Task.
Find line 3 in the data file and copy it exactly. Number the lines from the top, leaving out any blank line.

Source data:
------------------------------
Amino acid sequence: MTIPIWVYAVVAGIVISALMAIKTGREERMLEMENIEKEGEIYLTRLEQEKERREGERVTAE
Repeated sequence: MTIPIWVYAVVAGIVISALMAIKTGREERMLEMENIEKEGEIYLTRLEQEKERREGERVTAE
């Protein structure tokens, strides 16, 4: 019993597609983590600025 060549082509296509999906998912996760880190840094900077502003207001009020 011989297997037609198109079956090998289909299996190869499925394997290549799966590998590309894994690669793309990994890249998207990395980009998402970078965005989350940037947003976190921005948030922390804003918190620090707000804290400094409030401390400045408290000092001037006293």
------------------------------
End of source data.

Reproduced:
């Protein structure tokens, strides 16, 4: 019993597609983590600025 060549082509296509999906998912996760880190840094900077502003207001009020 011989297997037609198109079956090998289909299996190869499925394997290549799966590998590309894994690669793309990994890249998207990395980009998402970078965005989350940037947003976190921005948030922390804003918190620090707000804290400094409030401390400045408290000092001037006293």